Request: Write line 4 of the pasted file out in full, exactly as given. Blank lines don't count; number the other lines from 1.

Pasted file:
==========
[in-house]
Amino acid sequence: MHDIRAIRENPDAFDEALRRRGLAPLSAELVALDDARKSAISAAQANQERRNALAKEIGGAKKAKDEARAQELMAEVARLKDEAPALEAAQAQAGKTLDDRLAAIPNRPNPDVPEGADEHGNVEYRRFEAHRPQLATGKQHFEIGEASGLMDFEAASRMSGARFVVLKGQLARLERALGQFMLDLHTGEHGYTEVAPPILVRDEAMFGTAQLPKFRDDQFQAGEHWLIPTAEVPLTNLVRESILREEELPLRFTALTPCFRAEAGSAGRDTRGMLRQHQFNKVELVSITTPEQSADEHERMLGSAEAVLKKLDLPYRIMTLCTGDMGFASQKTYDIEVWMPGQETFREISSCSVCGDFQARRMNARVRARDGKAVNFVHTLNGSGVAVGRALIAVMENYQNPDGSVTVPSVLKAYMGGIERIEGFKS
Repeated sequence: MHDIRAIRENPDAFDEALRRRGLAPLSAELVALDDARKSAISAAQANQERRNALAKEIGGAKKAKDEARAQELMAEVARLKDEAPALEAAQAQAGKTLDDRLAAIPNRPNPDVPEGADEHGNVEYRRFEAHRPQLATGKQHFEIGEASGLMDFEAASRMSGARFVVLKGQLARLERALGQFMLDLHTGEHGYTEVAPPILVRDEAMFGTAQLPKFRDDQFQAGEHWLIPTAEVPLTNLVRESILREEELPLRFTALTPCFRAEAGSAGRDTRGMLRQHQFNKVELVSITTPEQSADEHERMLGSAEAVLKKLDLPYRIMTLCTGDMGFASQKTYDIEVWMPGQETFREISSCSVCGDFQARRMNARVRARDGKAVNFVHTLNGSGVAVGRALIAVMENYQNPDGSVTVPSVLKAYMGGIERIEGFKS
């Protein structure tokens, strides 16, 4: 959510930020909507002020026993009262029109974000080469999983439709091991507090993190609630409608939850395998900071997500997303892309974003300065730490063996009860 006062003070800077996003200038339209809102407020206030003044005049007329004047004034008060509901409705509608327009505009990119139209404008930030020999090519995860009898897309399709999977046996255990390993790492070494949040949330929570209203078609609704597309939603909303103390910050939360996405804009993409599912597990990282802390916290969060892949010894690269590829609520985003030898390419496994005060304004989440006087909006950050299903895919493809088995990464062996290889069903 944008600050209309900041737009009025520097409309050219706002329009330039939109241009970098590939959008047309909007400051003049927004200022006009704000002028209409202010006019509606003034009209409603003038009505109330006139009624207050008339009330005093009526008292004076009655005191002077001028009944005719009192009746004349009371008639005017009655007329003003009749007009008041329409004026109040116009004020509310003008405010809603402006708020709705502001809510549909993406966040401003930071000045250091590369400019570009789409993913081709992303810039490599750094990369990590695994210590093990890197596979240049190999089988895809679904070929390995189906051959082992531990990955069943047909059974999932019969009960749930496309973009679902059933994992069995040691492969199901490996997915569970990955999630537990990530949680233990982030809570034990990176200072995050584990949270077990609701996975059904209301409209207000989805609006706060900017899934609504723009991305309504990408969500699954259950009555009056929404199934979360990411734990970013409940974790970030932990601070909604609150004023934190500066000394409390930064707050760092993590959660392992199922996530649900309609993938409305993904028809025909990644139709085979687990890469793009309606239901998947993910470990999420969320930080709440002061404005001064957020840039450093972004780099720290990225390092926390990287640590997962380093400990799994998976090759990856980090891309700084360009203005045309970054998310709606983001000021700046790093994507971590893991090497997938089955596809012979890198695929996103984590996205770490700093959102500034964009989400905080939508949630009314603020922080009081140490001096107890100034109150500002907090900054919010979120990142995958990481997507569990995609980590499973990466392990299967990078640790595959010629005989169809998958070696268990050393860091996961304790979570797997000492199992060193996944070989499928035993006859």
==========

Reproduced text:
């Protein structure tokens, strides 16, 4: 959510930020909507002020026993009262029109974000080469999983439709091991507090993190609630409608939850395998900071997500997303892309974003300065730490063996009860 006062003070800077996003200038339209809102407020206030003044005049007329004047004034008060509901409705509608327009505009990119139209404008930030020999090519995860009898897309399709999977046996255990390993790492070494949040949330929570209203078609609704597309939603909303103390910050939360996405804009993409599912597990990282802390916290969060892949010894690269590829609520985003030898390419496994005060304004989440006087909006950050299903895919493809088995990464062996290889069903 944008600050209309900041737009009025520097409309050219706002329009330039939109241009970098590939959008047309909007400051003049927004200022006009704000002028209409202010006019509606003034009209409603003038009505109330006139009624207050008339009330005093009526008292004076009655005191002077001028009944005719009192009746004349009371008639005017009655007329003003009749007009008041329409004026109040116009004020509310003008405010809603402006708020709705502001809510549909993406966040401003930071000045250091590369400019570009789409993913081709992303810039490599750094990369990590695994210590093990890197596979240049190999089988895809679904070929390995189906051959082992531990990955069943047909059974999932019969009960749930496309973009679902059933994992069995040691492969199901490996997915569970990955999630537990990530949680233990982030809570034990990176200072995050584990949270077990609701996975059904209301409209207000989805609006706060900017899934609504723009991305309504990408969500699954259950009555009056929404199934979360990411734990970013409940974790970030932990601070909604609150004023934190500066000394409390930064707050760092993590959660392992199922996530649900309609993938409305993904028809025909990644139709085979687990890469793009309606239901998947993910470990999420969320930080709440002061404005001064957020840039450093972004780099720290990225390092926390990287640590997962380093400990799994998976090759990856980090891309700084360009203005045309970054998310709606983001000021700046790093994507971590893991090497997938089955596809012979890198695929996103984590996205770490700093959102500034964009989400905080939508949630009314603020922080009081140490001096107890100034109150500002907090900054919010979120990142995958990481997507569990995609980590499973990466392990299967990078640790595959010629005989169809998958070696268990050393860091996961304790979570797997000492199992060193996944070989499928035993006859």